This review includes the books currently available in The Four series:
- Forgotten: Luca (#1)
- Foreseen: Lex (#2)
- Forgiven: Con (#3)
Forgotten: Luca (Book 1)
This book can be read as a stand-alone story, but it works best in the context of two previous novels by Kennedy: Atonement (Protectors #6) and Unbroken (Protectors #12). Thematically, this story fits very well within that series, but I like that Kennedy split these characters off into a new, dedicated collection of novels. Luca is a lot like the leader of the Protectors, which is probably why they don’t mix very well, as seen in this book. However, their protectiveness comes from the same place, and ultimately, both have claimed a stake in making sure Remy lives a happy, successful life after his tragic childhood.
Unfortunately, Luca encountered Remy during that childhood, and it left scars on both men. Neither ever expected to meet again, but now that they have, long-buried emotions keep drawing them together despite the continual pain their interactions also cause. The love that grows between them is subtle and doesn’t come from a traditional place as most romance novels, but it is unmistakably there.
In proper Kennedy fashion, the love that grows between them does not “heal” or “fix” either character. On the physical side, this book is also a slower burn than the stories in the Protectors series, but it is entirely appropriate for the characters and their interactions. Like Luca, I would have been thrilled with any version of happily ever after between him and Remy, as long as it meant they were together.
I look forward to reading the stories of the men who Luca and Vaughn consider brothers, especially considering the volatile (but loving) dynamic that exists within this found family. Lex has been a bit of a mystery from the very beginning, so I’m pleased that his story is up next.
Foreseen: Lex (Book 2)
I put off reading this novel for way too long for multiple reasons: I wasn’t ready for my time in this expanded world to end, and I was being careful of my timing in reading a book that might potentially feature dark subject matter. On the one hand, I’m sad that currently, no future installments in this series exist; on the other, Kennedy does give readers a much-needed breath of fresh air in the contents of this excellent novel.
Not that this is a low-angst book by any means. Instead, Lex struggles with accepting his deteriorating eyesight in the backwoods of Maine, where he captures the attention of local caretaker Gideon. Gideon is also in hiding, and with each other’s support, they manage to save themselves.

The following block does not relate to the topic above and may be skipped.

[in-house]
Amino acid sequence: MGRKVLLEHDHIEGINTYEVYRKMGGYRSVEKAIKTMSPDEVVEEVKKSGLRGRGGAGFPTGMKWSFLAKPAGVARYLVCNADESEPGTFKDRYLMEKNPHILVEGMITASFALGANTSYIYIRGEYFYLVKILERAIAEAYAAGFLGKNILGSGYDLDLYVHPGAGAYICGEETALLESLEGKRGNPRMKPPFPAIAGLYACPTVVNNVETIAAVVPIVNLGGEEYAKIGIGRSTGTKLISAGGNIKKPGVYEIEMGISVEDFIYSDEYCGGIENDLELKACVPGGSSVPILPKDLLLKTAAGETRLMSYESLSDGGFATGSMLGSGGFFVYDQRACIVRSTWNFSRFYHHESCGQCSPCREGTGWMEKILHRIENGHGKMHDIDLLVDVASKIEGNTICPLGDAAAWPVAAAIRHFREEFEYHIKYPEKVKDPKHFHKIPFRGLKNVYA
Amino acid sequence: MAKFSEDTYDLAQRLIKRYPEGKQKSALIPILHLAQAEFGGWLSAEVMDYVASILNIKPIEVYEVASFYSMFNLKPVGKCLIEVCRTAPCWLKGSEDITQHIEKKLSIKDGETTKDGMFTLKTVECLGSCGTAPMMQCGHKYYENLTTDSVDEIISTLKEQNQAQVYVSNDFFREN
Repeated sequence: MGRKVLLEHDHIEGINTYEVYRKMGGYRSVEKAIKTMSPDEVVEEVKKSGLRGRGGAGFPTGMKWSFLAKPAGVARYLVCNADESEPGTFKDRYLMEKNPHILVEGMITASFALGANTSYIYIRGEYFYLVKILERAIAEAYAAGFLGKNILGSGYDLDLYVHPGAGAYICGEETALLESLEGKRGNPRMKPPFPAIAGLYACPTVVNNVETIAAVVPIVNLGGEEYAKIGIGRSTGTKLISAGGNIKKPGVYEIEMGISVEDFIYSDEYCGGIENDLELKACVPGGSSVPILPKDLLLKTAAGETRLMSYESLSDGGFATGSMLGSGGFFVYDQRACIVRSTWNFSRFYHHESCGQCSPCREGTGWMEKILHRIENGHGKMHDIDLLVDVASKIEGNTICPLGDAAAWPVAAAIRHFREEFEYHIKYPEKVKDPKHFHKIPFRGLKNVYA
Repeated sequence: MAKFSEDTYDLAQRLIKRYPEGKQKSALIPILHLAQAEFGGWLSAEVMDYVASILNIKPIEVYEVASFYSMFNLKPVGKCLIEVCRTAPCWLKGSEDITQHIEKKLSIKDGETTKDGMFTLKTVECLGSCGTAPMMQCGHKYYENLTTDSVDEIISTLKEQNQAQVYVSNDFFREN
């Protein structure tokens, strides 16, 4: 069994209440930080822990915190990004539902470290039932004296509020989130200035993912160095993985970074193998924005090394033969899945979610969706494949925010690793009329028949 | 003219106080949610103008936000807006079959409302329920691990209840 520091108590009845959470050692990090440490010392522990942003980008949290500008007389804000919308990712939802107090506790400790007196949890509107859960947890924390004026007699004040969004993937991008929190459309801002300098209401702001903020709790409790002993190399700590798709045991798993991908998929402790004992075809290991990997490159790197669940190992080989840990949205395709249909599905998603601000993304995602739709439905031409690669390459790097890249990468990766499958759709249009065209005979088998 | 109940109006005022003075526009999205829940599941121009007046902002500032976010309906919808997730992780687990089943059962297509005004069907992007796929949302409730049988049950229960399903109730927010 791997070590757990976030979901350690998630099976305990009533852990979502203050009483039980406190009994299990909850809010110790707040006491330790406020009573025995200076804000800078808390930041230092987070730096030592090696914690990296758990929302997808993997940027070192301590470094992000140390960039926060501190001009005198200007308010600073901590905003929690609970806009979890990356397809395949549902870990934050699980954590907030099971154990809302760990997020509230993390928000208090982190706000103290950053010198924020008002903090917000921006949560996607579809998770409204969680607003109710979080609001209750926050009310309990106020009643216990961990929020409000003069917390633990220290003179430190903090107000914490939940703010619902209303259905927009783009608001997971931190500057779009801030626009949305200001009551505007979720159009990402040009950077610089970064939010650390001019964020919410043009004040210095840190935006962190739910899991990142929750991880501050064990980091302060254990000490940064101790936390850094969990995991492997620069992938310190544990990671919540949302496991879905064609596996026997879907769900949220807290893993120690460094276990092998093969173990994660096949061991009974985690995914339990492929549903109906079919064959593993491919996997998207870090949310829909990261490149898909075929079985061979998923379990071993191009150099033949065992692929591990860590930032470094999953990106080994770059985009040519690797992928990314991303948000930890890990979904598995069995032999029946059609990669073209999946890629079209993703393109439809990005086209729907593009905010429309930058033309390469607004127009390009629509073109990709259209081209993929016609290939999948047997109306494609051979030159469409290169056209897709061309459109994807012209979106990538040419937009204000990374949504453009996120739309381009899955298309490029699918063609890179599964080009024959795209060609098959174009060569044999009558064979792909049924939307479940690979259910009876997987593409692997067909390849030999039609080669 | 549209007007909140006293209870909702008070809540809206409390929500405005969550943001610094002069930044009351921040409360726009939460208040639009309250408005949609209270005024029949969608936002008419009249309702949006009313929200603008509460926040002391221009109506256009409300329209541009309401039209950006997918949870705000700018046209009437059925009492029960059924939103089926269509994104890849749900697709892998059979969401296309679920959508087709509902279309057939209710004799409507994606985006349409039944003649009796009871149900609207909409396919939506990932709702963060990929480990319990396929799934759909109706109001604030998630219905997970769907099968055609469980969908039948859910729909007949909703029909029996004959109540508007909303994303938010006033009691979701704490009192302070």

Outside of the relatively unbelievable insta-love that follows on the heels of the otherwise believable insta-lust, much of the important action of this book takes place “off-screen.” Kennedy already has a history of her characters relating their dark pasts to their potential partners via dialogue, but this is the first time I’ve found myself wanting to read those stories instead. This only slightly dampened my otherwise great enjoyment of the text. Though I only wear glasses, I empathized with Lex’s fear that the loss of his eyesight means that his life is over. Kennedy uses the loss of such an integral sense to enhance Lex rather than define his character, and Gideon isn’t some perfect savior, but rather just a guy doing his best.
I have the feeling that the story will ramp up again in the next installment, and I’m more than ready for it after this breather. Now, Kennedy just has to write it for us!
Forgiven: Con (Book 3)
Considering all that has gone before for both this particular set of siblings and in the greater world of the Protectors series, this book works very well as a stand-alone. After a quick prologue to set the scene and immediate characters, Kennedy drops us straight into the action. I’m even inclined to forgive Con’s moment of low-key stalker behavior because it means he is in the right place at the right time. Whether Micah wants to accept it or not, Con is determined to protect him and the niece and nephew Micah is responsible for once Con better understands the bigger picture that he had a hand in creating.
My only significant complaint about this book is the immediate sexual attraction between Con and Micah while they are still in New Jersey. The relationship that develops more naturally, despite pretty significant hiccups, feels real enough that I didn’t necessarily need that awkward “insta-love” push. However, once the meat of the story gets going, I had no problem believing the connection that develops between these two men. I loved the way they supported each other, even as that connection dug up so much emotional trauma they needed to wade through. This is even on Con’s end, which does a lot to shift and then resolve the initial “conflict” between him and Micah.
Though this stands alone, we get plenty of familiar faces toward the end of the story for the multi-layered final conflict (which involves both internal and external circumstances that might drive Micah and Con apart). As usual, Kennedy leaves us wanting more for the finale of this series with an epic sneak peek at King, the final brother in this fascinating family.